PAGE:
Nuclear power a 'last resort'
Should we stay nuclear-free?
We've asked our readers whether New Zealand should review its stance on nuclear power.
I cannot understand why anyone would consider nuclear energy for New Zealand; it's just not needed in an island nation that holds only 4.5 million people and already harnesses approximately 70 per cent of its energy from environmentally friendly, renewable resources.
Many arguments for nuclear-power generation talk about the safety factor, that modern plants are very safe and that using Chernobyl as an example of what can go wrong is misleading.
But risk is correctly measured as a function of both the frequency of occurrence and the potential effect of occurrence. True, the frequency of occurrence here is small, but the effect is disastrous. It is naive to say that the number of deaths caused by the Fukishima plant disaster was low - we will have no idea for many years to come the true impact of that disaster.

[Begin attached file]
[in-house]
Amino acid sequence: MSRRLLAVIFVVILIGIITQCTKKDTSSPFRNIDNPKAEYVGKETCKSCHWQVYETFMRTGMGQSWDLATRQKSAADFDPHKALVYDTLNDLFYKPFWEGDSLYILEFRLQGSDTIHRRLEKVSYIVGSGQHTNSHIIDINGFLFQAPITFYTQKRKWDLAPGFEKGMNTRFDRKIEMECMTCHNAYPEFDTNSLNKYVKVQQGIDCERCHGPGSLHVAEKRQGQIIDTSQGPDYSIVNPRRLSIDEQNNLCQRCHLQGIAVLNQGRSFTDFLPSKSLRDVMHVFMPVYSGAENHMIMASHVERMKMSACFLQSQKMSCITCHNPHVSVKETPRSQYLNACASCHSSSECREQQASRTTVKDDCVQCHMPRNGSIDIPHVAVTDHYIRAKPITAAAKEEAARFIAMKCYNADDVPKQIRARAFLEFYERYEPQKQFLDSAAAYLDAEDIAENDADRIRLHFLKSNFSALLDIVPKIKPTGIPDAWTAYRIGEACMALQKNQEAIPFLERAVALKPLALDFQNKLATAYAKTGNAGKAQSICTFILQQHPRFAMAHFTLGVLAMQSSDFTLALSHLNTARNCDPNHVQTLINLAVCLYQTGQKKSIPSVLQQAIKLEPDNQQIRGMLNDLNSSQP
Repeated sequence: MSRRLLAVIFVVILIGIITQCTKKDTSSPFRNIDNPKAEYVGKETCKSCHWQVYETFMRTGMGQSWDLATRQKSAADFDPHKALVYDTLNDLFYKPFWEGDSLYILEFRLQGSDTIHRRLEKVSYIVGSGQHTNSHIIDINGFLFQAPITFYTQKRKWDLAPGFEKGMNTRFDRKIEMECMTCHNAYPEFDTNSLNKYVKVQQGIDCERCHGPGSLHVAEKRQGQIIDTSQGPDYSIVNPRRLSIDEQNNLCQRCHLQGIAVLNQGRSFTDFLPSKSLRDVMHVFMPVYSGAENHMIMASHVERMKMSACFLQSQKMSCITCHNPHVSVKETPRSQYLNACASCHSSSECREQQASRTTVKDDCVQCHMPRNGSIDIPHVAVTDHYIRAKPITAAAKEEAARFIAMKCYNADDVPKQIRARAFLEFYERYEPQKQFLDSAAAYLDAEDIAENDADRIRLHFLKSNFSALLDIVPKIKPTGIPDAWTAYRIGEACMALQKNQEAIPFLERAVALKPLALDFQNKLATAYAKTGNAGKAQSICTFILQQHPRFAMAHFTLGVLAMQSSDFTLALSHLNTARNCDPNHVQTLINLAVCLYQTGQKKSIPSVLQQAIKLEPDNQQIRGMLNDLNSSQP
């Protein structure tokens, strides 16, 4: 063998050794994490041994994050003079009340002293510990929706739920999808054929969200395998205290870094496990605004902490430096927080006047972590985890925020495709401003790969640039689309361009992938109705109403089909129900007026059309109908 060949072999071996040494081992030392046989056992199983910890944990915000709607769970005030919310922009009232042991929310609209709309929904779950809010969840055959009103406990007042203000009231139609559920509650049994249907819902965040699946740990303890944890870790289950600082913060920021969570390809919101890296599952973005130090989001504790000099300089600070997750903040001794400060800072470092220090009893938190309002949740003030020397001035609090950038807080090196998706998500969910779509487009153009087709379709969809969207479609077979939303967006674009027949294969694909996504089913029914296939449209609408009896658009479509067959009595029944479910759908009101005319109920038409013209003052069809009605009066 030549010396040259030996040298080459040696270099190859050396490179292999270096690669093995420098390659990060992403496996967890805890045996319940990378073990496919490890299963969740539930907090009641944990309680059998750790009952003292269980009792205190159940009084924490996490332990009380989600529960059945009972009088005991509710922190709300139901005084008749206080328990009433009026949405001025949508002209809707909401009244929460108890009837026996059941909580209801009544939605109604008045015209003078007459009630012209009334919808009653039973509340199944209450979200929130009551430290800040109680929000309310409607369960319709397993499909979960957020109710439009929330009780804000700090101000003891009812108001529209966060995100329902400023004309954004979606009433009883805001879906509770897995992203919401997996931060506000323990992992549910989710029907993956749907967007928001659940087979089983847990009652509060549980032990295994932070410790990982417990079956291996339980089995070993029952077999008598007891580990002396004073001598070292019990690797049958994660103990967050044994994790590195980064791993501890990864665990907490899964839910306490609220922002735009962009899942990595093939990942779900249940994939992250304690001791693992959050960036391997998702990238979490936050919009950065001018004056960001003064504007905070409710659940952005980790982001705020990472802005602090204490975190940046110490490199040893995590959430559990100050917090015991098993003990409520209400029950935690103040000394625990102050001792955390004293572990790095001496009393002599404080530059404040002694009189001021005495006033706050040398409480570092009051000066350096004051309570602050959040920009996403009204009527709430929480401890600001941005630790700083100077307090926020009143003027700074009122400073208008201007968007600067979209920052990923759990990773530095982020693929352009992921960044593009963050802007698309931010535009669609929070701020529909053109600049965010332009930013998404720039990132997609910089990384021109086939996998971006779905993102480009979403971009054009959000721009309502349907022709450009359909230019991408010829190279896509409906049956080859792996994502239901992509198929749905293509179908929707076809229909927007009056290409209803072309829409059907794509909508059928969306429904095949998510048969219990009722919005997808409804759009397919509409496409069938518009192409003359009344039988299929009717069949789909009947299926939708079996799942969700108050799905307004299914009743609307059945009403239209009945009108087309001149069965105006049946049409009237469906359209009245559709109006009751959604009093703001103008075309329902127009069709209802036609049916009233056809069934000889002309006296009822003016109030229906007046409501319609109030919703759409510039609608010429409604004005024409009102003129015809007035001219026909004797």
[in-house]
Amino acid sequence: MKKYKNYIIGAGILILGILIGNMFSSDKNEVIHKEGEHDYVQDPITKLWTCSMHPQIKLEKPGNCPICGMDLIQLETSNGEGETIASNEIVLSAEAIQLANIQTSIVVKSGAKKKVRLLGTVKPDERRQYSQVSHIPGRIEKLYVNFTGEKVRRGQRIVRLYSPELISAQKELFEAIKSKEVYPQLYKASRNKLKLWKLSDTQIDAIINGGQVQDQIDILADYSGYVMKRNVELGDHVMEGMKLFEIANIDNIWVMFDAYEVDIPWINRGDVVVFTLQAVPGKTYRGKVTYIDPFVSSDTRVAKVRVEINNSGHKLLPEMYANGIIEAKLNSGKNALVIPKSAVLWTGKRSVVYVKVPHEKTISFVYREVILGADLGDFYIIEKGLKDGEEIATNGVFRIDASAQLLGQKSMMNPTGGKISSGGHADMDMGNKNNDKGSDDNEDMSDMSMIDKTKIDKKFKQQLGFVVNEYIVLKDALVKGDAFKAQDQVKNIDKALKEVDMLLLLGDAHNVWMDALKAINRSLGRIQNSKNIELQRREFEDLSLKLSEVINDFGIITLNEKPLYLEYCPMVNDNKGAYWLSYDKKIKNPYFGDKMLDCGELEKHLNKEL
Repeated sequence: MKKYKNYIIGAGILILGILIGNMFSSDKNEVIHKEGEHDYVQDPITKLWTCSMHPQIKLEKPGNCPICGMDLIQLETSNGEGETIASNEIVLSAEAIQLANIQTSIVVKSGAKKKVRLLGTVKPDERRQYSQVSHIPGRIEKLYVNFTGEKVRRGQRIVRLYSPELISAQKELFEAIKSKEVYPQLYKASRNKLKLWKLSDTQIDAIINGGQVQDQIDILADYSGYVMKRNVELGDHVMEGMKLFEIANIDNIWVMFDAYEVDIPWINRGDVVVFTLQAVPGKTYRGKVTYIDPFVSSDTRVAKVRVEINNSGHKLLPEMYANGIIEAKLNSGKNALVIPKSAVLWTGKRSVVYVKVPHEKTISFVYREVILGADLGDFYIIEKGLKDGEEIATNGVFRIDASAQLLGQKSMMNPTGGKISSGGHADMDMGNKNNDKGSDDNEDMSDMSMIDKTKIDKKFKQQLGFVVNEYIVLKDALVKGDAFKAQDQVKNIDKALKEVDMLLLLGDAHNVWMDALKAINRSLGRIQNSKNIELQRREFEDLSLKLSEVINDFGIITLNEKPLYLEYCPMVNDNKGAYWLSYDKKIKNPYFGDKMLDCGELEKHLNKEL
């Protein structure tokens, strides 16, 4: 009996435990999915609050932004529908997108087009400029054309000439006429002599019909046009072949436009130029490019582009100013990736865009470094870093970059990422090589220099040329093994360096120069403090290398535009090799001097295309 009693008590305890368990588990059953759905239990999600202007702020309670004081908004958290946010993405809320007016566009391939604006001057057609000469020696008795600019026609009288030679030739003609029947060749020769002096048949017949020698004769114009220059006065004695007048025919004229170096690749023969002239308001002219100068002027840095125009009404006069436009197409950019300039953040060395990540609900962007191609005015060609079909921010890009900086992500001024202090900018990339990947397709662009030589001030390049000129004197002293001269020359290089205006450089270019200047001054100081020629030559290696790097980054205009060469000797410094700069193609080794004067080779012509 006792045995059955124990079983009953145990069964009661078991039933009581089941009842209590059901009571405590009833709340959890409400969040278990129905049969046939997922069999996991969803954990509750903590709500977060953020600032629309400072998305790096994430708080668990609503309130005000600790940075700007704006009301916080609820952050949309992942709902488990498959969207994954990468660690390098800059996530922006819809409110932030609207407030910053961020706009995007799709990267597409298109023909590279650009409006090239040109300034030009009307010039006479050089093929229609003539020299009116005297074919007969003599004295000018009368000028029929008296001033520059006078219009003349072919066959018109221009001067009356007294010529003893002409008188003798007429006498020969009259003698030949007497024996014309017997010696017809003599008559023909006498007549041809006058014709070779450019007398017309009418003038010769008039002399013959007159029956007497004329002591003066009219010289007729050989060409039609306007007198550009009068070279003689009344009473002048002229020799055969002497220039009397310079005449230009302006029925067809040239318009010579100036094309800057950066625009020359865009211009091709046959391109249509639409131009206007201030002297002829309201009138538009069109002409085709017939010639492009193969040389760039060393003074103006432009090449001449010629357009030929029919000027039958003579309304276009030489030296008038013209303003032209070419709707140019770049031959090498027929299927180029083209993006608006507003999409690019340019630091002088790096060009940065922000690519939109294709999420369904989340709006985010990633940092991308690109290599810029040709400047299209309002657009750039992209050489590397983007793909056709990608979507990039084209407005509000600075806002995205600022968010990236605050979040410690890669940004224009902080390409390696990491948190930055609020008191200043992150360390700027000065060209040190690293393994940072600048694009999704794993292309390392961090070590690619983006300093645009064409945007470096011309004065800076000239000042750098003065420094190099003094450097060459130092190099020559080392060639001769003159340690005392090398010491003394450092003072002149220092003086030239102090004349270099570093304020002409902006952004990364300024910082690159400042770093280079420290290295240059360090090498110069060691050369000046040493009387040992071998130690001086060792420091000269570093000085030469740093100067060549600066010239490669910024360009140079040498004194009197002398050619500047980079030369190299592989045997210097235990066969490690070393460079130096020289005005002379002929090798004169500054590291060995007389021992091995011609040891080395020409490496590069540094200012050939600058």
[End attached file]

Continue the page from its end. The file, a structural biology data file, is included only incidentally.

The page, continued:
When you look at the the effect of a major issue at a nuclear power plant, I think it's just not worth the risk.
Also, it's not just what could happen if something goes wrong. There's also the question of what to do with the highly hazardous and radioactive by-products of the nuclear power generation process.
Many governments and companies have tries to find an answer to this issue of treating nuclear waste, but no fully satisfactory solution exists. The solution too often is dumping the waste in uninhabited areas of the planet (islands in north Scotland, "deep" ocean trenches). One idea has even been to to lodge spent nuclear rods in converging fault lines in the earth and allow the plate movement to push them below the earth's crust.
Power generation in the future needs to be achieved without hazardous by-products. This may seem like a pipe dream - but it is possible, with enough research and time spent. Unfortunately, the allocation of research, money and time in the energy industry is dictated by large oil, gas and nuclear companies, who are the least interested in a clean, green alternative.
Nuclear power should be a last resort, and in New Zealand, we are far away from that point.
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